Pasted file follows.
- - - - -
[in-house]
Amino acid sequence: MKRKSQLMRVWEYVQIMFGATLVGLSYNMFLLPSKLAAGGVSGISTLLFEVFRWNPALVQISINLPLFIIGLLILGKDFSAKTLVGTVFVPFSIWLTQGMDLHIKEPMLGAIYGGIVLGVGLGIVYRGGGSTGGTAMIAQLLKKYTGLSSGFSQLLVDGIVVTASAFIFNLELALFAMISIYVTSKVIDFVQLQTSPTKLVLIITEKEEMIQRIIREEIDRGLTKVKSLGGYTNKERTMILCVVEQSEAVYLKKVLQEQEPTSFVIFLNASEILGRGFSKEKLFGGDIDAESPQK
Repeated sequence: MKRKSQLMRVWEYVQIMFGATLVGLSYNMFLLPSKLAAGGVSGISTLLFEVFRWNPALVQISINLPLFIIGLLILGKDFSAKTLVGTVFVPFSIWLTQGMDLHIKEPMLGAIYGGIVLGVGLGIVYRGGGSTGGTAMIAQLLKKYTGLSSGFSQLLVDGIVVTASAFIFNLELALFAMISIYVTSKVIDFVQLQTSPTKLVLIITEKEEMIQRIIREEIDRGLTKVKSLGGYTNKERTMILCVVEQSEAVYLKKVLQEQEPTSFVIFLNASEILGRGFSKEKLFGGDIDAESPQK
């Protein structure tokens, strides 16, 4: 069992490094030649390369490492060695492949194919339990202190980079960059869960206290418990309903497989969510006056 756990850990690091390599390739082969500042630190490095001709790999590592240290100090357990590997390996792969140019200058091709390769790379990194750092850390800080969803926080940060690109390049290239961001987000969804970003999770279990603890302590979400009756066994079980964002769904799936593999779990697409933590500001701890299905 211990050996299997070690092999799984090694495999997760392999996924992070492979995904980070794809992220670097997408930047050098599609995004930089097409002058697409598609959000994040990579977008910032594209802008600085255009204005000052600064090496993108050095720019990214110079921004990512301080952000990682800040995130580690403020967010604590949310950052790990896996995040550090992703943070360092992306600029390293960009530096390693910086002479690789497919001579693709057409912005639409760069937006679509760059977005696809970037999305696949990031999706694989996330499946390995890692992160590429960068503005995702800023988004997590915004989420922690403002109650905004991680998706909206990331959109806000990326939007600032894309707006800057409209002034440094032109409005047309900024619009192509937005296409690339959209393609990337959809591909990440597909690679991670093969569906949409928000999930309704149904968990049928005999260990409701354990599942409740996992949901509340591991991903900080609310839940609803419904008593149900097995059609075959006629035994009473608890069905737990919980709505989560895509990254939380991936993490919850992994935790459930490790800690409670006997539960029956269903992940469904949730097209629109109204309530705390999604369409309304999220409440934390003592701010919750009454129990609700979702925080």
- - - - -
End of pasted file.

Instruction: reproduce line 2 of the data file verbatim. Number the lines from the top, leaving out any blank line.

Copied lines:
Amino acid sequence: MKRKSQLMRVWEYVQIMFGATLVGLSYNMFLLPSKLAAGGVSGISTLLFEVFRWNPALVQISINLPLFIIGLLILGKDFSAKTLVGTVFVPFSIWLTQGMDLHIKEPMLGAIYGGIVLGVGLGIVYRGGGSTGGTAMIAQLLKKYTGLSSGFSQLLVDGIVVTASAFIFNLELALFAMISIYVTSKVIDFVQLQTSPTKLVLIITEKEEMIQRIIREEIDRGLTKVKSLGGYTNKERTMILCVVEQSEAVYLKKVLQEQEPTSFVIFLNASEILGRGFSKEKLFGGDIDAESPQK